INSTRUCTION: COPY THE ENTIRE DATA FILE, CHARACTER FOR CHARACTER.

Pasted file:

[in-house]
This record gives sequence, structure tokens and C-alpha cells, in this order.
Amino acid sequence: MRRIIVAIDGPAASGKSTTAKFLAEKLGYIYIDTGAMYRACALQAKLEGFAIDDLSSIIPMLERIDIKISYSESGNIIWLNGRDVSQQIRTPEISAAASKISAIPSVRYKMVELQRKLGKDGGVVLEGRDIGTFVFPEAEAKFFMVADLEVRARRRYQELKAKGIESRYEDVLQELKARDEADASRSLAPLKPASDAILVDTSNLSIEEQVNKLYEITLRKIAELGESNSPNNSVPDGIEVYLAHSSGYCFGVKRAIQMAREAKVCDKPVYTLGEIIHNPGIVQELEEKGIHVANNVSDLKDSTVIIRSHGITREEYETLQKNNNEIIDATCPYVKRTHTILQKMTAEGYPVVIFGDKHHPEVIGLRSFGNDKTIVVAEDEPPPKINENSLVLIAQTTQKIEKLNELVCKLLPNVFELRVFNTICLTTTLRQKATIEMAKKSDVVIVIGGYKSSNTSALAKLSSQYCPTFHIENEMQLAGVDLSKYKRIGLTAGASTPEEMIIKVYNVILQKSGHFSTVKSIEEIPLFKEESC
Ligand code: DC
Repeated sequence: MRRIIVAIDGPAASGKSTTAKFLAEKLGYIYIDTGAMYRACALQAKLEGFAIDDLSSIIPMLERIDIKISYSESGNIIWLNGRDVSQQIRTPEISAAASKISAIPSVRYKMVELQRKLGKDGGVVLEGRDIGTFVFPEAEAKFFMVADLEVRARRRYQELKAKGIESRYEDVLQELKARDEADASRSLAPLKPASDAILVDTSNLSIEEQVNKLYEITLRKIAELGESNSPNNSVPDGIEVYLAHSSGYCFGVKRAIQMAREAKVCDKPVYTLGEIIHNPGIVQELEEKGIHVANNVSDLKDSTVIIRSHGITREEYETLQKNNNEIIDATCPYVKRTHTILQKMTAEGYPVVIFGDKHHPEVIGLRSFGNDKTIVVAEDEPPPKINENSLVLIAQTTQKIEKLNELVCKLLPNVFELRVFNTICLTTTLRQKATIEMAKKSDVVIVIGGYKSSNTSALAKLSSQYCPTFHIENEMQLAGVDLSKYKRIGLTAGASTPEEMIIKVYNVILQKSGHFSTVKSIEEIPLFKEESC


[in-house]
This record gives sequence, structure tokens and C-alpha cells, in this order.
Amino acid sequence: MRRIIVAIDGPAASGKSTTAKFLAEKLGYIYIDTGAMYRACALQAKLEGFAIDDLSSIIPMLERIDIKISYSESGNIIWLNGRDVSQQIRTPEISAAASKISAIPSVRYKMVELQRKLGKDGGVVLEGRDIGTFVFPEAEAKFFMVADLEVRARRRYQELKAKGIESRYEDVLQELKARDEADASRSLAPLKPASDAILVDTSNLSIEEQVNKLYEITLRKIAELGESNSPNNSVPDGIEVYLAHSSGYCFGVKRAIQMAREAKVCDKPVYTLGEIIHNPGIVQELEEKGIHVANNVSDLKDSTVIIRSHGITREEYETLQKNNNEIIDATCPYVKRTHTILQKMTAEGYPVVIFGDKHHPEVIGLRSFGNDKTIVVAEDEPPPKINENSLVLIAQTTQKIEKLNELVCKLLPNVFELRVFNTICLTTTLRQKATIEMAKKSDVVIVIGGYKSSNTSALAKLSSQYCPTFHIENEMQLAGVDLSKYKRIGLTAGASTPEEMIIKVYNVILQKSGHFSTVKSIEEIPLFKEESC
Ligand code: DC
Repeated sequence: MRRIIVAIDGPAASGKSTTAKFLAEKLGYIYIDTGAMYRACALQAKLEGFAIDDLSSIIPMLERIDIKISYSESGNIIWLNGRDVSQQIRTPEISAAASKISAIPSVRYKMVELQRKLGKDGGVVLEGRDIGTFVFPEAEAKFFMVADLEVRARRRYQELKAKGIESRYEDVLQELKARDEADASRSLAPLKPASDAILVDTSNLSIEEQVNKLYEITLRKIAELGESNSPNNSVPDGIEVYLAHSSGYCFGVKRAIQMAREAKVCDKPVYTLGEIIHNPGIVQELEEKGIHVANNVSDLKDSTVIIRSHGITREEYETLQKNNNEIIDATCPYVKRTHTILQKMTAEGYPVVIFGDKHHPEVIGLRSFGNDKTIVVAEDEPPPKINENSLVLIAQTTQKIEKLNELVCKLLPNVFELRVFNTICLTTTLRQKATIEMAKKSDVVIVIGGYKSSNTSALAKLSSQYCPTFHIENEMQLAGVDLSKYKRIGLTAGASTPEEMIIKVYNVILQKSGHFSTVKSIEEIPLFKEESC